‘We want to, but we can’t’: pre-service teachers’ experiences of learning to teach primary physical education

0Citations
Citations of this article
6Readers
Mendeley users who have this article in their library.

This article is free to access.

Abstract

A growing trend in primary schools in recent times has been to outsource Physical Education (PE) to external sport and activity providers. The impact of this has not yet been examined on new teachers entering the profession. Drawing upon Critical Theory, this paper aims to explore and understand pre-service teachers’ (PSTs) school-based experience of learning and teaching in primary PE. A total of 625 PSTs took part in the study, representing a variety of routes into primary teaching. Quantitative data were obtained, identifying the number of lessons taught by PSTs, and their perceived confidence and willingness to teach. Qualitative data were also gathered to examine the contextual factors influencing PSTs’ development. Findings showed that while PSTs were both willing and confident to teach primary PE, over a third were unable to do so. Reasons were predominantly attributed to curriculum outsourcing and perceived low subject priority in initial teacher education.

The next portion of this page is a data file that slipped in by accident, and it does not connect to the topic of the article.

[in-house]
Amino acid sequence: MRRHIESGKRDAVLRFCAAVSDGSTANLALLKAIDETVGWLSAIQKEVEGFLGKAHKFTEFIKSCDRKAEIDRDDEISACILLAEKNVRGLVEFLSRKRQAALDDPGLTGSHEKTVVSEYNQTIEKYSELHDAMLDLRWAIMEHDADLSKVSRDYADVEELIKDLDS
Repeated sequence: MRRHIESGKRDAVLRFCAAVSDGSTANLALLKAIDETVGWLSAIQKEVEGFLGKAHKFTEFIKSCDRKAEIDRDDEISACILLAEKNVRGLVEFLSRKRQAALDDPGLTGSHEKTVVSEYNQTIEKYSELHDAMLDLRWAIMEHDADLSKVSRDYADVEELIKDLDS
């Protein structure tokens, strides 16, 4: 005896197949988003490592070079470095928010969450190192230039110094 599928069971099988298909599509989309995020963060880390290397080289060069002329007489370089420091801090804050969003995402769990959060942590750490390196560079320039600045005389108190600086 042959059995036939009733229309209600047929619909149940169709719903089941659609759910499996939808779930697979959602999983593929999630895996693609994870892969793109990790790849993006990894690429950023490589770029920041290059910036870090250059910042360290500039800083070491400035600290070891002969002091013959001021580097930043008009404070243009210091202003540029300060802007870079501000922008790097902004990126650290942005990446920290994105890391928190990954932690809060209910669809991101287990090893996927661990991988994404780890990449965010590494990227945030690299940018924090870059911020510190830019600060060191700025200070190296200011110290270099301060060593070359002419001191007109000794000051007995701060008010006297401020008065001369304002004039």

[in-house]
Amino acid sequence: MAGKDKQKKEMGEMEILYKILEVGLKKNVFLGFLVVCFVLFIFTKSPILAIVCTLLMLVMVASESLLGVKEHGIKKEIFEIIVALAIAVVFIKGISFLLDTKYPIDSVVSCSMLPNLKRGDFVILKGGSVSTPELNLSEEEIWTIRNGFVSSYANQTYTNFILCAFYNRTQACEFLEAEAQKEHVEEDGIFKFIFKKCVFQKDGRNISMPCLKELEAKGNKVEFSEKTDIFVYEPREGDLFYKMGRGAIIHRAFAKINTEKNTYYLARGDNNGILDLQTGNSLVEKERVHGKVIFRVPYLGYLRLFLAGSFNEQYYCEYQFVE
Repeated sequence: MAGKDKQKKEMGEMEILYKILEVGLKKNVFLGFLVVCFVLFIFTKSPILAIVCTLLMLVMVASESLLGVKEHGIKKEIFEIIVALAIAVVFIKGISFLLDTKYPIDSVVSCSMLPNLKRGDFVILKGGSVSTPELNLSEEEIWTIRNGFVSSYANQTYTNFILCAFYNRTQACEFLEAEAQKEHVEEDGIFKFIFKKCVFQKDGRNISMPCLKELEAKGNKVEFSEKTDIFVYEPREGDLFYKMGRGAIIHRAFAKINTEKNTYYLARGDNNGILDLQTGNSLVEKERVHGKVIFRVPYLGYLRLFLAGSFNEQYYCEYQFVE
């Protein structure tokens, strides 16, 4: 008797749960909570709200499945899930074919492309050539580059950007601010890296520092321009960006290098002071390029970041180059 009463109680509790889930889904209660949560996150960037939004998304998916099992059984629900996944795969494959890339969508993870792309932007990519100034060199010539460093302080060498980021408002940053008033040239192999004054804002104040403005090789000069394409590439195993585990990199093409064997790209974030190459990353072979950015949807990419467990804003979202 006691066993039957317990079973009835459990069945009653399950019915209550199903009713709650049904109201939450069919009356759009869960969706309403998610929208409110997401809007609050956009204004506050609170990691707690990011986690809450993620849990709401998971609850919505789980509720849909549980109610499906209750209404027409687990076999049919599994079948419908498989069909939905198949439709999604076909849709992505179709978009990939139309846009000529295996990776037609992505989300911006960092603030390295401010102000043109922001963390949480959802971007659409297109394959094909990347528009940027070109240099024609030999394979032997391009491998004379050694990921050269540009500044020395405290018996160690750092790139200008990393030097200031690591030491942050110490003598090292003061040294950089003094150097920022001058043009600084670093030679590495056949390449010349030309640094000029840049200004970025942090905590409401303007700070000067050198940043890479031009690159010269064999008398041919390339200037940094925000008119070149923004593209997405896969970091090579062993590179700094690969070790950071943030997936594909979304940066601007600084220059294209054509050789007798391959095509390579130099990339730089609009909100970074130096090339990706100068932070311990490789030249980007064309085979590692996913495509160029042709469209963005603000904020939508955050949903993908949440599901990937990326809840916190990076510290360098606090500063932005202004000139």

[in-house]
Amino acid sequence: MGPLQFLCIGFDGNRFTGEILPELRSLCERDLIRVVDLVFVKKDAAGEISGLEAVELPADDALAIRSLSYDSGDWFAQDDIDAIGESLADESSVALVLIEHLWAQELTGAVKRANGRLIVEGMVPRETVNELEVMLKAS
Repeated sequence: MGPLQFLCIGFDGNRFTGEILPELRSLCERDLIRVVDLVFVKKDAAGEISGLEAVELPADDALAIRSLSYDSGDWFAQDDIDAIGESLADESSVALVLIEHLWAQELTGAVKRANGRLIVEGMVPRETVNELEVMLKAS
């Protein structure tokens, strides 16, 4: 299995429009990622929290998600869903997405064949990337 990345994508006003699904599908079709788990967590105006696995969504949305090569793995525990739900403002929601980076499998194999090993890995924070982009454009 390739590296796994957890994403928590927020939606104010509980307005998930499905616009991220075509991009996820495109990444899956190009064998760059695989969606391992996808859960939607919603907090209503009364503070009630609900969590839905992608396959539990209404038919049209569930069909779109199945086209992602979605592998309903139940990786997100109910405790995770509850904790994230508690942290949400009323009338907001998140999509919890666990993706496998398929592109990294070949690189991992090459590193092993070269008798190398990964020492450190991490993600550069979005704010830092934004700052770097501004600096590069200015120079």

Cite

CITATION STYLE

APA

Randall, V. (2022). ‘We want to, but we can’t’: pre-service teachers’ experiences of learning to teach primary physical education. Oxford Review of Education. https://doi.org/10.1080/03054985.2022.2040471

Register to see more suggestions

Mendeley helps you to discover research relevant for your work.

Already have an account?

Save time finding and organizing research with Mendeley

Sign up for free